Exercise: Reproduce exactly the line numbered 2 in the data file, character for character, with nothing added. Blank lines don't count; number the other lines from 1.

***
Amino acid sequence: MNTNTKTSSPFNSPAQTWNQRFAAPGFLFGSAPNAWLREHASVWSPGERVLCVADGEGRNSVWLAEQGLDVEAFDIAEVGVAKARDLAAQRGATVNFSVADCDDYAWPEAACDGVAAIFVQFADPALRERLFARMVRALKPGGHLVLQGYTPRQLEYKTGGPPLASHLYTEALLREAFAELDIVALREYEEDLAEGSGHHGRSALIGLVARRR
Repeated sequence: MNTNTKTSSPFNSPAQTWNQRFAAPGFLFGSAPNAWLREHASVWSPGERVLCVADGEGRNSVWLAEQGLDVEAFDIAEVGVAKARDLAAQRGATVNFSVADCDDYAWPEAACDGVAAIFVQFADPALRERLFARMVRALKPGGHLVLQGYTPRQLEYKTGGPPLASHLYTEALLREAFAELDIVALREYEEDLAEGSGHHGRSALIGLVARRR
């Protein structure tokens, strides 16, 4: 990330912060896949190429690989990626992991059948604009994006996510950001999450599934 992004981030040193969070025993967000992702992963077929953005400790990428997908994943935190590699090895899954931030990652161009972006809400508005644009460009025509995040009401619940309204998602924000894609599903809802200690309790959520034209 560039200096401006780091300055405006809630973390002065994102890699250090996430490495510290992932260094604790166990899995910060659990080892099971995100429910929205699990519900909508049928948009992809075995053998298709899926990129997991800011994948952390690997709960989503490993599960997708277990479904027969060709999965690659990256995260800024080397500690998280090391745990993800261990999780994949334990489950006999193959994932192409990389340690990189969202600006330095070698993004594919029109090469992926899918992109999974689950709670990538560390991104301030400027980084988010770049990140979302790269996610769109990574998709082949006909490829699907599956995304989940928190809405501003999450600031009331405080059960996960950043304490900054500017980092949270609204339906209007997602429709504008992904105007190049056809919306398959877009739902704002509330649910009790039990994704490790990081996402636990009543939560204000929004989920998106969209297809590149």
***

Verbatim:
Repeated sequence: MNTNTKTSSPFNSPAQTWNQRFAAPGFLFGSAPNAWLREHASVWSPGERVLCVADGEGRNSVWLAEQGLDVEAFDIAEVGVAKARDLAAQRGATVNFSVADCDDYAWPEAACDGVAAIFVQFADPALRERLFARMVRALKPGGHLVLQGYTPRQLEYKTGGPPLASHLYTEALLREAFAELDIVALREYEEDLAEGSGHHGRSALIGLVARRR